# SASTRA Ramanujan prize for Radziwill, Matomaki

Maksym Radziwill receives the 2016 SASTRA-Ramanujan award for mathematics and citation from Steven Weintraub, Lehigh University, at Kumbakonam, Ramanujan's birthplace. Photo: Special Arrangement

The 2016 SASTRA-Ramanujan award for mathematics was presented to Maksym Radziwill of McGill University, Canada, at the inauguration of the International Conference on Number Theory at SASTRA University at Kumbakonam.

The joint winner is Kaisa Matomaki of University of Turku, Finland.

The award citation and the shared prize money of \$5,000 was presented by Prof. Steven Weintraub from Lehigh University who is also the Associate Secretary of the American Mathematical Society. Prof. Radziwill will deliver the Srinivasa Ramanujan Birthday Commemorative Lecture on December 22.

SASTRA University presents the Ramanujan award to a leading mathematician under 32 years. This year the prize has been jointly given to Kaisa Matomaki and Maksym Radziwill for their ‘revolutionary’ collaborative work on short intervals in number theory. The second woman to receive the prize since it was instituted in 2005, Professor Matomaki (who will collect the award later) said in an email, “I was surprised and, of course, very happy to receive such a prestigious prize.”

Mathematics is generally seen as a lonely pursuit, but number theory has a lot more collaborative work. After meeting at a conference, Professors Matomaki and Radziwill started a collaboration mainly through email and occasionally in person. Their work dwells on properties of numbers in “short intervals.”

Prof. Radziwill told The Hindu: “If you take an integer at random, and take a few integers around it, for instance, we take a [large] number like 10100 and then I pick a thousand integers around it. My work with Matomaki shows that the way these [for instance, thousand] integers factor is the same way in which [all] the integers below 10100 factor. So factorization inside small boxes is like factorization inside all integers.” This is reminiscent of the self-similar behaviour within a fractal.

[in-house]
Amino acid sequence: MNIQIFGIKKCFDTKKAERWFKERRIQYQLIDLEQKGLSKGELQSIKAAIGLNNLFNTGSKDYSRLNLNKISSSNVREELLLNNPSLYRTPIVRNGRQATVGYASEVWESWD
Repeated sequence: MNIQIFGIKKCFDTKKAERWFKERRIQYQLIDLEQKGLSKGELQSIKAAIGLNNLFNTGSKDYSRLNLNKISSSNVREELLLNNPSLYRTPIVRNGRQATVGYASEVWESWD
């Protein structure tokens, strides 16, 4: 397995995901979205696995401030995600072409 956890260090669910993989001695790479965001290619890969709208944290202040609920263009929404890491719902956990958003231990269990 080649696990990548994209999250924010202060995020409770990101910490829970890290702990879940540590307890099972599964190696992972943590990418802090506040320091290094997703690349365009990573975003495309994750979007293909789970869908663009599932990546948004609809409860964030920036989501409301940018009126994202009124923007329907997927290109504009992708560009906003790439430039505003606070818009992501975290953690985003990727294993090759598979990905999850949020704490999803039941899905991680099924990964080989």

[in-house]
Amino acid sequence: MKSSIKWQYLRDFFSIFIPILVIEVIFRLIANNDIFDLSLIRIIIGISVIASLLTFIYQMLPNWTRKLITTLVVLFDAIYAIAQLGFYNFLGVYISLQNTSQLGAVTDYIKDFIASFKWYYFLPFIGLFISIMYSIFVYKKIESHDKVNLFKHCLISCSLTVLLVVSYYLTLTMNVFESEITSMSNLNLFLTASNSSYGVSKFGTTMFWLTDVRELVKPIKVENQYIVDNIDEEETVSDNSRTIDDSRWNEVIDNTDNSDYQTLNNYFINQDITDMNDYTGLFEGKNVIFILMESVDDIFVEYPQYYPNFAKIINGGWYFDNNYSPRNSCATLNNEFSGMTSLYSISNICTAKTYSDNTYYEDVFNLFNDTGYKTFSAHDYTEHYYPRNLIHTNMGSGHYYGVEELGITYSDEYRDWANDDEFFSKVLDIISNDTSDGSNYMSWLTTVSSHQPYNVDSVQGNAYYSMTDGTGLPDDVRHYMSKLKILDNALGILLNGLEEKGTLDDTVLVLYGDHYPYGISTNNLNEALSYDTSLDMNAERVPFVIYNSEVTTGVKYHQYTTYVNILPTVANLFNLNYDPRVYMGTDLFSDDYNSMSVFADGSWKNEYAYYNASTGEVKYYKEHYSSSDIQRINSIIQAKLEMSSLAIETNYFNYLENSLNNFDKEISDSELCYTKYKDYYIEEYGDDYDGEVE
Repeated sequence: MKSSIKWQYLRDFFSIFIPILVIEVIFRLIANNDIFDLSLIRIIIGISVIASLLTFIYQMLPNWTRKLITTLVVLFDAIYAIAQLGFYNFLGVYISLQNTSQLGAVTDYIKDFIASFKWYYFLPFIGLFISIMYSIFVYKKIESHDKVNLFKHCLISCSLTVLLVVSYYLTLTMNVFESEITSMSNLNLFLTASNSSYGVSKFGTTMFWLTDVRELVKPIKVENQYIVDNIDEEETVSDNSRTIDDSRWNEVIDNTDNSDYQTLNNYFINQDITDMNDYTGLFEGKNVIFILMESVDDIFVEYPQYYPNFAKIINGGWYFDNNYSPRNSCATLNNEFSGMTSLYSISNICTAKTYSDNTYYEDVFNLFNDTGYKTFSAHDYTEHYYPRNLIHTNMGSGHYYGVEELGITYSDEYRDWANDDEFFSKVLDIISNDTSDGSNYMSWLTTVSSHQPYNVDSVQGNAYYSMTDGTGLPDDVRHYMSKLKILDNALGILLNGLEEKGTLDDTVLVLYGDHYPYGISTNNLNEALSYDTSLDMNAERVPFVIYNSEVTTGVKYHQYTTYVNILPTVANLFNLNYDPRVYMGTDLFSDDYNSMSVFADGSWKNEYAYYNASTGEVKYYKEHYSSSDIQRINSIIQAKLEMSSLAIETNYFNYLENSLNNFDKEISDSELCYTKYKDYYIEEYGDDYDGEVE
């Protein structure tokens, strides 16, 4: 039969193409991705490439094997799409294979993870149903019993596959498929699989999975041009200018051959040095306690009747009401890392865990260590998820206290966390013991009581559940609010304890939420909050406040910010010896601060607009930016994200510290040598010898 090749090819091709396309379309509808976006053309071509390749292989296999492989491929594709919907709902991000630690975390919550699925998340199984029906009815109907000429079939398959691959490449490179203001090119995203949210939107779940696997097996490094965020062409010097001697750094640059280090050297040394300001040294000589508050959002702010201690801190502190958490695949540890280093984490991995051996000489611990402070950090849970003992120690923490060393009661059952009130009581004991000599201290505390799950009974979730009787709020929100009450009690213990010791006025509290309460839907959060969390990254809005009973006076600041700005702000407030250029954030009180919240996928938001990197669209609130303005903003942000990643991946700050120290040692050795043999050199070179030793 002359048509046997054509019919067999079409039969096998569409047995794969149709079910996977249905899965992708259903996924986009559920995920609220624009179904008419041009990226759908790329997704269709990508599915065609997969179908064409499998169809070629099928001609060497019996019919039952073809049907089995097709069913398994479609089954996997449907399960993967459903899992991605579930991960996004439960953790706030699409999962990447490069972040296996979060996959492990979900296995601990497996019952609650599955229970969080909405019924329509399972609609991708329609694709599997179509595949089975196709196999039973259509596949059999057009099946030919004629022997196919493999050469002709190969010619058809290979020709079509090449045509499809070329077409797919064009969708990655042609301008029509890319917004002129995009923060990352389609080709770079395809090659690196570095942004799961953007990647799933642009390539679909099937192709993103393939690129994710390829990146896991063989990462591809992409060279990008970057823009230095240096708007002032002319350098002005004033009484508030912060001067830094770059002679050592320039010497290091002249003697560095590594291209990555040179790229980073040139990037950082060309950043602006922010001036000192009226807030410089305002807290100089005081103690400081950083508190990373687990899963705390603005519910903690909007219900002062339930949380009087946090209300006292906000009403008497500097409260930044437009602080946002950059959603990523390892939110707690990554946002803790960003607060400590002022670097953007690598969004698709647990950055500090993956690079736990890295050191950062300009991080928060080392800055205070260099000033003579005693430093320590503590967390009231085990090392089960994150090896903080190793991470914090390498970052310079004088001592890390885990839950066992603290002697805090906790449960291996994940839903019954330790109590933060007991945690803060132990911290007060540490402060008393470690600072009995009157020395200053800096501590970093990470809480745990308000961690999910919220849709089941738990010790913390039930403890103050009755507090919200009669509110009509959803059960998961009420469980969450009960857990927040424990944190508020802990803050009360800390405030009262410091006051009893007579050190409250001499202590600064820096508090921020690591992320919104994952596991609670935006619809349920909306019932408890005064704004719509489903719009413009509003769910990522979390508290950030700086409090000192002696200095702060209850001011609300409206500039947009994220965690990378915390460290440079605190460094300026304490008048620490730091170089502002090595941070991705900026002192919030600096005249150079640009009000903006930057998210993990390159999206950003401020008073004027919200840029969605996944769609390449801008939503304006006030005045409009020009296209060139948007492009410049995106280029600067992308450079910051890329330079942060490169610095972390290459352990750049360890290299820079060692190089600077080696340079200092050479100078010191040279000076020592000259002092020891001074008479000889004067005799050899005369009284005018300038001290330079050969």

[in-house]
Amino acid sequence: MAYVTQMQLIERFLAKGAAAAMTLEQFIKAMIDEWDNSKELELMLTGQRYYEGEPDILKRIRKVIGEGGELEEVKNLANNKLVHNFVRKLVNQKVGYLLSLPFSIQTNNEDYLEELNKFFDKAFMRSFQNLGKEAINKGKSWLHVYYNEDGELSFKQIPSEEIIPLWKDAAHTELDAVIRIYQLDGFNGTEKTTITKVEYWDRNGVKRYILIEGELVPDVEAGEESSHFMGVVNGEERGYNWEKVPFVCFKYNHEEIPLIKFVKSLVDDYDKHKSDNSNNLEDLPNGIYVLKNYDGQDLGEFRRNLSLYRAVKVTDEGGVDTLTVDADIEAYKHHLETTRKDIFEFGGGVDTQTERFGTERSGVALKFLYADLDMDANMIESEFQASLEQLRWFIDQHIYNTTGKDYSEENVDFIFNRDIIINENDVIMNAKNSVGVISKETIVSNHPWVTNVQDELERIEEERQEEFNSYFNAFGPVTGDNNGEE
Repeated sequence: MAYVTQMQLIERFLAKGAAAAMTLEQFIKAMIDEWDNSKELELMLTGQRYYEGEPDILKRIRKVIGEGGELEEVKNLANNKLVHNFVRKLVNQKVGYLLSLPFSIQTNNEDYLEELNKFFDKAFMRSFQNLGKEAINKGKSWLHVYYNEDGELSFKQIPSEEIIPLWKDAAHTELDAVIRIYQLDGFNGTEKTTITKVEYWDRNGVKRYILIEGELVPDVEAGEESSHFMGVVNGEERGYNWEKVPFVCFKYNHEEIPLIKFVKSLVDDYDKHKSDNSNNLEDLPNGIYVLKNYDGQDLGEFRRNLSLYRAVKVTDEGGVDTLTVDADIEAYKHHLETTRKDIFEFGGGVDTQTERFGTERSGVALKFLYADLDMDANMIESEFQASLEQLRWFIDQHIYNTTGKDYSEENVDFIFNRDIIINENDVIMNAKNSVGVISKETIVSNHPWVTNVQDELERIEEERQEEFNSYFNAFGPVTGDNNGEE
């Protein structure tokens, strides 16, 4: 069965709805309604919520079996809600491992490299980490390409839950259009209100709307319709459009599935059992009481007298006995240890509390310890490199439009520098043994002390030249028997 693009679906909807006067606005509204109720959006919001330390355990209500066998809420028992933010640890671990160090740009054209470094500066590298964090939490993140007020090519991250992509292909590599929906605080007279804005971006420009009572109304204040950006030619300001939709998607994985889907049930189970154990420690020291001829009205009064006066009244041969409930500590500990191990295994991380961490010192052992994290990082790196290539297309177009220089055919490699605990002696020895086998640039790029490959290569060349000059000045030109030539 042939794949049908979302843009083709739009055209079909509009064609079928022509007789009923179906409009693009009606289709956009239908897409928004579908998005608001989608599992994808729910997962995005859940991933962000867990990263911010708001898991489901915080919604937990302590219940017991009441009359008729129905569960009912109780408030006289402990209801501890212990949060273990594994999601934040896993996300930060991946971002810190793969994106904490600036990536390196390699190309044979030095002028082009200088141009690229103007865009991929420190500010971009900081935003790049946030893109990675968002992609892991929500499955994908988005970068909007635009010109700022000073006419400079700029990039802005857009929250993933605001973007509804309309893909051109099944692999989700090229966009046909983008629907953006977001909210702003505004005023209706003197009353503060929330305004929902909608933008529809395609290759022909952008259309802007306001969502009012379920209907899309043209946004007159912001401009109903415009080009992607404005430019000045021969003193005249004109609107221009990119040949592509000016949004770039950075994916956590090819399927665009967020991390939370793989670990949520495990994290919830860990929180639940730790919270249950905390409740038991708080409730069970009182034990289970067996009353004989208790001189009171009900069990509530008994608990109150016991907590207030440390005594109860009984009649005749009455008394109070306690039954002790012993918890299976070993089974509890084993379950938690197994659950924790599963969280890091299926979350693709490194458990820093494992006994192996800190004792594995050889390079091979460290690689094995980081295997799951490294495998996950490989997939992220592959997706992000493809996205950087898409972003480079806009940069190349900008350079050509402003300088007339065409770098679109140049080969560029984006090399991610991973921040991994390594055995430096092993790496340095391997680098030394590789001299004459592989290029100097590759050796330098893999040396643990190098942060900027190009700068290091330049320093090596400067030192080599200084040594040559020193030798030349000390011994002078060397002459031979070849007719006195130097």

In number theory, understanding behaviour in short intervals is very important and also it is very difficult to prove this result. So what Matomaki and Radziwill have achieved was basically shocking. People did not expect such powerful results could be obtained,” said Prof. Krishnaswamy Alladi of Florida University, chairperson of the prize committee.

The two mathematicians worked with Fields medallist Terence Tao in making a breakthrough on the Chowla conjecture. “Terry Tao pointed out that our work is relevant to Chowla conjecture, and by using our results and some of his ideas, he could make the first advancement in Chowla conjecture,” said Prof. Radziwill. “In my opinion he has essentially proved it,” he added.

So far, the most challenging award choice was in 2005, when there was a tie between Manjul Bhargava and Kannan Soundararajan. Prof. Alladi advised the committee to take a leaf out of Indira Gandhi’s book. Faced with a tie for the first Kalidas Samman between Mallikarjun Mansur and Semmangudi Srinivasa Iyer, she decided to award both musicians. “I told the Vice-Chancellor, Dr. Sethuraman, these are the best candidates in Algebraic Number Theory and Analytic number theory and immediately The SASTRA prize will be on the world map. That was the most challenging decision,” Prof. Alladi said. Thus the first SASTRA Ramanujan prize was awarded to both mathematicians. The present year is the second time that two mathematicians have been selected for the prize.

Why is the age limit so low? It’s partly for the glamour of the challenge (What can you do in a time spanning the entire duration of Ramanujan’s life?). Prof Alladi adds,“We also wanted to give them the prize before they won other bigger prizes. If you get a Fields medallist and bestow on him/her an Indian honour, it is not all that great – It is okay, we should do it, I am not saying it should not be done, but to recognize them early.”